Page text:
Zika virus (ZIKV) is primarily a mosquito-transmitted virus but the concerns regarding sexual transmission has gained urgency as the alarming increase in the number of cases of microcephaly in ZIKV-infected women in the 2015-2016 global epidemic coincided with the detection of the virus in the semen. Recent reports of ZIKV in human seminal fluid for months after the clearance of viremia in as high as 56% of infected men together with low sperm count suggest the ability of ZIKV to enter into the immune privilege compartment of the testes and establish persistent infection. Lack of any specific therapeutic drugs to clear testicular infection and appropriate animal model to mimic human testicular ZIKV infection has brought an urgent need for the development of human in vitro systems to understand the associated mechanisms of persistence. Human testes immune environment is tightly governed by an elaborate communication network between different resident cell types including Sertoli cells (SCs) and Leydig cells (LCs) that produce key cytokines (TGF-? and TNF-?) and hormones (testosterone, inhibin and activin) required for the maintaining local immune homeostasis and supporting germ cells differentiation. Our recent study demonstrated that ZIKV infection of primary human SCs is more robust than Dengue virus (DENV), modulates pathways involved in innate immune response and SC-germ cells network thus suggesting that ZIKV may affect the function of seminiferous epithelium and antiviral response. We have recently developed a human 3D testicular organoid (HTO) culture system using cells present in the interstitial space (testosterone producing LCs) and seminiferous tubules (SCs, peritubular cells and spermatogonia stem cells) that supports differentiation of germ cells. Our preliminary studies demonstrate that ZIKV can productively infect these HTOs. This study will address the hypothesis that multiple human testicular cells support robust infection of ZIKV and that these HTOs can be used as a novel model system to assess the cell tropism of the virus and alterations in the key pathways uniquely associated with testicular immune response and germ cell survival. In the aim 1, we will determine replication kinetics of ZIKV, WNV and DENV and effect on overall HTO integrity, cell death and fate of spermatogonia stem cells.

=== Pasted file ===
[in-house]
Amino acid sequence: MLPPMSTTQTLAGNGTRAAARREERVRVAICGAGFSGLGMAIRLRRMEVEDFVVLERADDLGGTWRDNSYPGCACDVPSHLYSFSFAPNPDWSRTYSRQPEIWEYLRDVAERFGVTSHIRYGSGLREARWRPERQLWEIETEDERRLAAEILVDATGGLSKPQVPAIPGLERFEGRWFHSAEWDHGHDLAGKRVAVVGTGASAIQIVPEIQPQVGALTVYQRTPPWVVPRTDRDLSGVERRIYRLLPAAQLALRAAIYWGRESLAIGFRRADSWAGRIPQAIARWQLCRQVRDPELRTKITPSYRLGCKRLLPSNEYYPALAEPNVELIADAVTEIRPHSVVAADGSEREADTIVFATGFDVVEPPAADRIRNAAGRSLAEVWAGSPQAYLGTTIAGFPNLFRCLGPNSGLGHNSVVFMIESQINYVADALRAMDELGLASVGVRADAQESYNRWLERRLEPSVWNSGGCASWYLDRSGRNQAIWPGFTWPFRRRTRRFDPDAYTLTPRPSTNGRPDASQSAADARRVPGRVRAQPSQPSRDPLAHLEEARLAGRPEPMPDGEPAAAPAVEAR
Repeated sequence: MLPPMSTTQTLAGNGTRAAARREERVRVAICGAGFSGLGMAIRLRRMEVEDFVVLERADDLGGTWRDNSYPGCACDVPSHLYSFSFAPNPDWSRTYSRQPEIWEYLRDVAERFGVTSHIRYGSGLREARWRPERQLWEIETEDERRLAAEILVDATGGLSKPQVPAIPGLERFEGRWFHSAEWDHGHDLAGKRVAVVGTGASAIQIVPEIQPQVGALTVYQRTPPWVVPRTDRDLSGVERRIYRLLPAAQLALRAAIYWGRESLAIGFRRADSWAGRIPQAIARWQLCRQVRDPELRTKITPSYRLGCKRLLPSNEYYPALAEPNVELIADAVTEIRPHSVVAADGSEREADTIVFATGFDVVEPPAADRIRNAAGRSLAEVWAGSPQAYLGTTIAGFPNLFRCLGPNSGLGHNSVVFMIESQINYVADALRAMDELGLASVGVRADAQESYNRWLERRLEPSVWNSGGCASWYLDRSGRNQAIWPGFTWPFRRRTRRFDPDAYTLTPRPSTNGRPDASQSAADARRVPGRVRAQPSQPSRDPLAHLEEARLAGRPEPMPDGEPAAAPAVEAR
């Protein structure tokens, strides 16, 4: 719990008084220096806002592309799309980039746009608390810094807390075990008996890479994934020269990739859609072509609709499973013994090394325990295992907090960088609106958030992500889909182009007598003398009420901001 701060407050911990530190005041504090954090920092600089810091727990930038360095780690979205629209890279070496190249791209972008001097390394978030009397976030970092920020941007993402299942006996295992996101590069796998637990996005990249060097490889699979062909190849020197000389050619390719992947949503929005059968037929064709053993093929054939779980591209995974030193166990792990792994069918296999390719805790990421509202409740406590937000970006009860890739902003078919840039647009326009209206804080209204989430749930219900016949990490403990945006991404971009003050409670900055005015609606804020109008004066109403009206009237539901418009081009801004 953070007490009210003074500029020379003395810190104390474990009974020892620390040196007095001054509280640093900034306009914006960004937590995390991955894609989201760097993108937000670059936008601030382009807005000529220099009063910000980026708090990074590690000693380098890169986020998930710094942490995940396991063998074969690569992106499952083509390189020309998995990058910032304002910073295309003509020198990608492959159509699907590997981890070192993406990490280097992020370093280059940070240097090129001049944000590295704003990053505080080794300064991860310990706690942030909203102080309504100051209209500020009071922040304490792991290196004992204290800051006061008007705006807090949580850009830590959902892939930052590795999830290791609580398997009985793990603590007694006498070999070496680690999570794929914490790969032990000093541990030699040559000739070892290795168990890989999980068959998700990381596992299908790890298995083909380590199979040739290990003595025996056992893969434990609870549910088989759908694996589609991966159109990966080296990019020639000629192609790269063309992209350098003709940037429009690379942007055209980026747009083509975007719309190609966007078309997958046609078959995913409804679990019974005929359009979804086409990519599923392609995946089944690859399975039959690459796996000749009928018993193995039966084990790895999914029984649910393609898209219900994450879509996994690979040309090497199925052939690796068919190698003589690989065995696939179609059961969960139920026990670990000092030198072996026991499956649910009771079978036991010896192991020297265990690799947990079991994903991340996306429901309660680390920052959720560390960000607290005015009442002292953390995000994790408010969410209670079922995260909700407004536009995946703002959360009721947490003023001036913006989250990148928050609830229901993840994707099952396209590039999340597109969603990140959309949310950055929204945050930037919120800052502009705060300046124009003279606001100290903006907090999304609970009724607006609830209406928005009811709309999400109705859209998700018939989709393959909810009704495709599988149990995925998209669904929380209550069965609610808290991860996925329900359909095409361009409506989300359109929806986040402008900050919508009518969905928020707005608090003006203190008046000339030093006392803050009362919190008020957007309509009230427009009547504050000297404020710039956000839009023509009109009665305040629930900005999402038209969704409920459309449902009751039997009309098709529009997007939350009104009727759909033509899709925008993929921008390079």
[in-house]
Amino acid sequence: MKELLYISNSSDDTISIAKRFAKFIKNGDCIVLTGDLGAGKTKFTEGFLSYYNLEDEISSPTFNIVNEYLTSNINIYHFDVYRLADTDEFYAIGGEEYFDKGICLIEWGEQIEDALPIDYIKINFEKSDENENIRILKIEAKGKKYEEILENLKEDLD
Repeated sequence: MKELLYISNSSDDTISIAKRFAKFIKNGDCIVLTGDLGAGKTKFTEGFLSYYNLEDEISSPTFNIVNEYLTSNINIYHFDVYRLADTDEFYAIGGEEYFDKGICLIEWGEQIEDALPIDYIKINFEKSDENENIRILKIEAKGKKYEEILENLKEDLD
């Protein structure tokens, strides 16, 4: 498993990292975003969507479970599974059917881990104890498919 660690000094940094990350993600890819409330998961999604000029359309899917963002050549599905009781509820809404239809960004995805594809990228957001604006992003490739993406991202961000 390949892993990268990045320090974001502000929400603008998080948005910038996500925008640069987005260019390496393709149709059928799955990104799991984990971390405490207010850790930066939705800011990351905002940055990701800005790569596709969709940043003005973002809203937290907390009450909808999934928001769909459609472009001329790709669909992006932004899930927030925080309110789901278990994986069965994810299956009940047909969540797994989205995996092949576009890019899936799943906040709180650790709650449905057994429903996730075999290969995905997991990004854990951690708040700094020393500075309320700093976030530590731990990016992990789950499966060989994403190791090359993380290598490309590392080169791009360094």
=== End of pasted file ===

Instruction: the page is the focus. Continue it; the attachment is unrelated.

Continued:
Aim 2 will determine the association of cell-type specific immune response pathways with levels of virus transcripts and testicular hormones in each partner cell. Our group is uniquely positioned to establish this multicellular 3D HTOs as a novel tool to delineate the mechanisms of ZIKV in testicular cells because of our expertise in the field of flavivirus immunity, organoid and germ cells culture. The data from this study will fill the fundamental gap of cell types that support long-term infection of ZIKV in the testes and open up opportunities to use HTOs for future mechanistic and translational studies including screening of anti-viral drugs to clear testes infection.
The recent epidemic of Zika virus (ZIKV) has caused severe unexpected clinical outcomes including increased risk of sexual transmission. Currently, there is no antiviral available to combat testicular infection and has therefore brought an urgent need for models to understand the mechanisms underlying virus persistence. Understanding cellular targets of ZIKV in human testes and associated host response will fill the fundamental gap of the mechanism of sexual transmission and facilitate development of strategies to clear virus from the testes.